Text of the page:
We had an eight hour layover in Rome and used as much as we could in the city.
Arriving in the smaller airport, Ciampino, we knew we had three to four hours to do whatever we wanted in the city. So we took it and ran!
Getting a taxi or bus into Rome is very simple–just after customs there are multiple stands selling bus tickets, all around the same price. Most buses go directly to Termini, the central train station in Rome. We used the public fare bus, which was just 3.90 euros apiece. Of course, it’s public and Italian, so “on time” is a flexible understanding. The bus didn’t leave until it was full. It’s about a 30 minute trip to Termini, so we used it by prioritizing the things we wanted to see and talking about our plan. With so little time, we had to know what we wanted.
Termini is a metro station, bus station, train station, and shopping mall. It has three floors. Baggage storage is hidden away on the bottom floor behind a couple of columns. It took us 15 minutes to find it. So on our way out, Jordan took photos to help any other tourist in Rome. Below is the entrance. It’s down a very long hallway and the door is on your right.
The metro in Rome, thankfully, is easy to understand–unlike almost all other modes of transportation. It runs usually on time and has only two lines–blue and red. Purchase a BIG ticket (it lasts until midnight the day you buy it) and its unlimited for buses and metros within Rome. It costs around five euros. The stop for the Forum, Palatine Hill, and the Colosseum are two stops away from Termini and you can’t miss the Colosseum when you exit the metro.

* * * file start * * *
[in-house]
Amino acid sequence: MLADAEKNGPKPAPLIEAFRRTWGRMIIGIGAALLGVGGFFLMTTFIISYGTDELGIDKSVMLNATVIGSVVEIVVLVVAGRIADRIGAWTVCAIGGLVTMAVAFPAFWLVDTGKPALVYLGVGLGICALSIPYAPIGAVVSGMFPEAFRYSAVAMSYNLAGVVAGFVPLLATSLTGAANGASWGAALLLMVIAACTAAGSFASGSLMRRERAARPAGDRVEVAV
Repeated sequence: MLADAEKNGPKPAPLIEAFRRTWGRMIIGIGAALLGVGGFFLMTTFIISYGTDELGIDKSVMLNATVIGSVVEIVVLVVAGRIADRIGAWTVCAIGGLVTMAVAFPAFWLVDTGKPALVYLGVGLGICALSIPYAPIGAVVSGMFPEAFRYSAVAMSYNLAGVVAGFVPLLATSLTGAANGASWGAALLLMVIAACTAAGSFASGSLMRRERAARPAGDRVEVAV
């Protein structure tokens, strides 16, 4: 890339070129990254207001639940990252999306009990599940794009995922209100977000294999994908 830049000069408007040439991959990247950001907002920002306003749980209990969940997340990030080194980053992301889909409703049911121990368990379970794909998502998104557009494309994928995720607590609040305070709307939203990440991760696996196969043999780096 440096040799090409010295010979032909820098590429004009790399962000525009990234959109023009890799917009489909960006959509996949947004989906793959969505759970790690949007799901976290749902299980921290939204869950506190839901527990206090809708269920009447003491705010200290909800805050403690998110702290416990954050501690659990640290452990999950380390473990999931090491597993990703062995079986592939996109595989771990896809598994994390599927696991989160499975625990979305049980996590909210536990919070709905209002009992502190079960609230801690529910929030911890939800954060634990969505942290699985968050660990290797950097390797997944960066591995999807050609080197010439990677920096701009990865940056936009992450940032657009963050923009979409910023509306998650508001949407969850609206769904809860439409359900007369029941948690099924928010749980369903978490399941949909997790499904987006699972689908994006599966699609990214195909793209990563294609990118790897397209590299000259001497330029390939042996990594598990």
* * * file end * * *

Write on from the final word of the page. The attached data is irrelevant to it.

Tickets to get in are 12 euros (unless you study architecture or art) and include all three: Palatine Hill, Forum, and the Colosseum. We had to race through them all, unfortunately, due to lack of time. But I’ve been to Rome before, so we knew what to look for and where to go.
Then we ran back to the metro station, jumped lines, and went to Ottoviano–the stop for St. Peter’s Basilica. It’s not right across the street, unlike the Colosseum. You do have to walk a little bit to get there. My first priority was to find the gelato shop near the Vatican museum I liked last time I was there. Even though it was chilly and drizzling, we found it and ate a lot of gelato. I think it tastes better under the summer sun, though. We even ducked into the cafeteria next door and ate lunch crepes, which I had done four years previously with my friends on my study abroad trip.
St. Peter’s was beautiful, even in the rain, but the line was far too long for us to enter. This was very disappointing to Jordan, who wanted to look around and see the Pieta. I recommend going in the morning, around 10 am, to skip the long lines. It’s what I did last time and we waited maybe five minutes.
We hurried back to Termini to buy train tickets to take us to the airport. Using one of the automated ticket machines is simple. The 1st class, high-speed train costs 14 euros per person and leaves roughly every 30 minutes. The platform the train arrives on is displayed on big LED screens above doorways in the central hall. We just hung out, looking at the screens, like everyone else, until the number was displayed next to our departing train. Sometimes platforms change, because, well, it’s Italy. Thankfully our train was just a few minutes late and we made it to the airport all in one piece.
All in all, we spent about three and a half hours actually walking around/touring Rome. It was hurried, but enjoyable. I had seen everything before, and Jordan just wanted a taste of Rome and Italy. Between gelato, crepes, delayed buses, and Roma people alternating between begging and pickpocketing at Termini, I think he got a real taste!
Now I just need to find a way to return to Venice….